Have you wanted to attend a networking event but find it too nerve-wracking an experience? Are you not getting as much out of networking events as you might like? I am by no means an expert, but I have picked up some tips and developed other tools over the years that have helped me navigate such events. Here’s how I handle it:
1. Quality over Quantity.
A lot of people define success at networking events as handing out as many of their business cards as possible. In my experience, this doesn't work -- and it typically makes you look bad. If you don't spend enough time getting to know someone, it is highly unlikely that they will remember you. Instead, focus on making 1-3 good connections at each event.
2. Have an "elevator pitch" prepared.
Be prepared to answer the question: "So, what do you do?" Your answer should be so concise a description of you and/or your company that your mother should be able to understand in the time it would take to ride up an elevator. If you don't like talking about yourself, focus on your company. Make it fit your personality -- but you want it to be memorable enough that it sticks in the mind of the person you are speaking with.
3. Do not come to sell. I have found that the best way to expand your network (to get new business, find a new job, etc.) is through building relationships and credibility. A networking event is not a sales floor, in my opinion.
4. Come prepared.
I hope that every time I meet someone new that we find a common interest and that conversation comes easy. It does not always happen that way. I don't think there is anything wrong with having some canned questions ready in case the conversation is not going as smoothly as you'd like. Questions such as, “How did you get started in your career?” or “What do you like to do for fun outside of work?” or "What is the last book that you read?" are all fine questions. Also think about what you want to share about yourself.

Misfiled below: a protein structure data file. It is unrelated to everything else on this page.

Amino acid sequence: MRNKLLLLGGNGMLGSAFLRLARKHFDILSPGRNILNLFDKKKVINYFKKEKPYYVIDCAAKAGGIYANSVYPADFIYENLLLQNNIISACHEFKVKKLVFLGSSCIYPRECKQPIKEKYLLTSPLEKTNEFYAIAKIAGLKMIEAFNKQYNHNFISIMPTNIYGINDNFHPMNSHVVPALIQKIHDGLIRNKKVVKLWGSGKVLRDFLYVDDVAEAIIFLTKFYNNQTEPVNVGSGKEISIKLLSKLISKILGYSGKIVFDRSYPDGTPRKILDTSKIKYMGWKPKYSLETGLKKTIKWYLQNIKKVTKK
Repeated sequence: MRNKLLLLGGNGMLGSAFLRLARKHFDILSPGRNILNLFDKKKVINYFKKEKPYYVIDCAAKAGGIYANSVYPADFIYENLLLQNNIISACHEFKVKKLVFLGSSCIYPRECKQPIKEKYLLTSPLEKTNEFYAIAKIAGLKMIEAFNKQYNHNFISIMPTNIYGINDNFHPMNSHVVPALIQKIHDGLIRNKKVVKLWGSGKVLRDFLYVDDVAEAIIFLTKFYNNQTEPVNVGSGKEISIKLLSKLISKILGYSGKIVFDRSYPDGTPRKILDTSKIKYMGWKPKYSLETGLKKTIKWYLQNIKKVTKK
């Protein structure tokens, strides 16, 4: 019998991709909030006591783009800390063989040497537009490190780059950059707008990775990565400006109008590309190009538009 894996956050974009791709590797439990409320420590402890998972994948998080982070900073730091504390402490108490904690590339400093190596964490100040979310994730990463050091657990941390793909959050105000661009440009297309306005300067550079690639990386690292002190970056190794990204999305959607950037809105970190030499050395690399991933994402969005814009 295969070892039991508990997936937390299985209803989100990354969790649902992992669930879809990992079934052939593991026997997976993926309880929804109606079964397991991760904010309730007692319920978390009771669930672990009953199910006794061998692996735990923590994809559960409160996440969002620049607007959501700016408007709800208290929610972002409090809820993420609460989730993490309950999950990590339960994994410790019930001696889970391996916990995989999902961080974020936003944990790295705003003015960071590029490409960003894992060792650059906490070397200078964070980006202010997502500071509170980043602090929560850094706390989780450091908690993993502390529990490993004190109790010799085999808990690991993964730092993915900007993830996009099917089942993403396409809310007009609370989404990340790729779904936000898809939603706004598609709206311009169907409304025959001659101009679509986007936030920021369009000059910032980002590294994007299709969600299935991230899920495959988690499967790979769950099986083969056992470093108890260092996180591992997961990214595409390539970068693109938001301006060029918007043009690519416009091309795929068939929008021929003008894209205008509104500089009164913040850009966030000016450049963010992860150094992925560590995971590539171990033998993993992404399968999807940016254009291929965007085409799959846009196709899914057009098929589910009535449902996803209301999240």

Again, if you don't like talking about yourself, try shifting the focus to the other person. Listen carefully to what the other person is saying and ask them lots of follow-up questions.
5. Connecting after the event.
If you make a connection at an event, follow-up with that person. If you invite to connect with that person on LinkedIn, do not send the generic, "I want to add you to my professional network." Send them a note that reinforces the conversation you had with them at the event. Same if you try and connect through any other networking site or by email.
6. Have fun!
No one wants to talk to the person hiding against the wall with their arms across their chest or with their nose in their smartphone. Relax and have some fun!
We hope to see you at the next Magnet event!